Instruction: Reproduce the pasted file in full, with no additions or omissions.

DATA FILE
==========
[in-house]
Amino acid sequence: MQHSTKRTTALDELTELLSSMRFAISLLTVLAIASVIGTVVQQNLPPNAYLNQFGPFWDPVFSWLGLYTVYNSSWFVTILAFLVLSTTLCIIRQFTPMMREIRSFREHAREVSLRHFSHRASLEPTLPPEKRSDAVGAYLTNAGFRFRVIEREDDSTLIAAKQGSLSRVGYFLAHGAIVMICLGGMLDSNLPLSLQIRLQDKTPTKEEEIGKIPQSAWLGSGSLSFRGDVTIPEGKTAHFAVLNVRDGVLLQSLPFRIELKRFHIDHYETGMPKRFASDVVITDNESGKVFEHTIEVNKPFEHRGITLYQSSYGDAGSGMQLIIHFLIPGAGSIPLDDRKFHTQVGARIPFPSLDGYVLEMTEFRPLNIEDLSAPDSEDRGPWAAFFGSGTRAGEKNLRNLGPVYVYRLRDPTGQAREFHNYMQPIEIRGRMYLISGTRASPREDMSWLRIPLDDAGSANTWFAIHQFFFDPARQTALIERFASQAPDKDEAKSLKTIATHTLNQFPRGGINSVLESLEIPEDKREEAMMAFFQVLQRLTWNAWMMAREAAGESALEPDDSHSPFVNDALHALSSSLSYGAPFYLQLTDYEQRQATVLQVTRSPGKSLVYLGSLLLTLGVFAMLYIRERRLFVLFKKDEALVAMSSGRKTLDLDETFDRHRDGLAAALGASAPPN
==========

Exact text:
[in-house]
Amino acid sequence: MQHSTKRTTALDELTELLSSMRFAISLLTVLAIASVIGTVVQQNLPPNAYLNQFGPFWDPVFSWLGLYTVYNSSWFVTILAFLVLSTTLCIIRQFTPMMREIRSFREHAREVSLRHFSHRASLEPTLPPEKRSDAVGAYLTNAGFRFRVIEREDDSTLIAAKQGSLSRVGYFLAHGAIVMICLGGMLDSNLPLSLQIRLQDKTPTKEEEIGKIPQSAWLGSGSLSFRGDVTIPEGKTAHFAVLNVRDGVLLQSLPFRIELKRFHIDHYETGMPKRFASDVVITDNESGKVFEHTIEVNKPFEHRGITLYQSSYGDAGSGMQLIIHFLIPGAGSIPLDDRKFHTQVGARIPFPSLDGYVLEMTEFRPLNIEDLSAPDSEDRGPWAAFFGSGTRAGEKNLRNLGPVYVYRLRDPTGQAREFHNYMQPIEIRGRMYLISGTRASPREDMSWLRIPLDDAGSANTWFAIHQFFFDPARQTALIERFASQAPDKDEAKSLKTIATHTLNQFPRGGINSVLESLEIPEDKREEAMMAFFQVLQRLTWNAWMMAREAAGESALEPDDSHSPFVNDALHALSSSLSYGAPFYLQLTDYEQRQATVLQVTRSPGKSLVYLGSLLLTLGVFAMLYIRERRLFVLFKKDEALVAMSSGRKTLDLDETFDRHRDGLAAALGASAPPN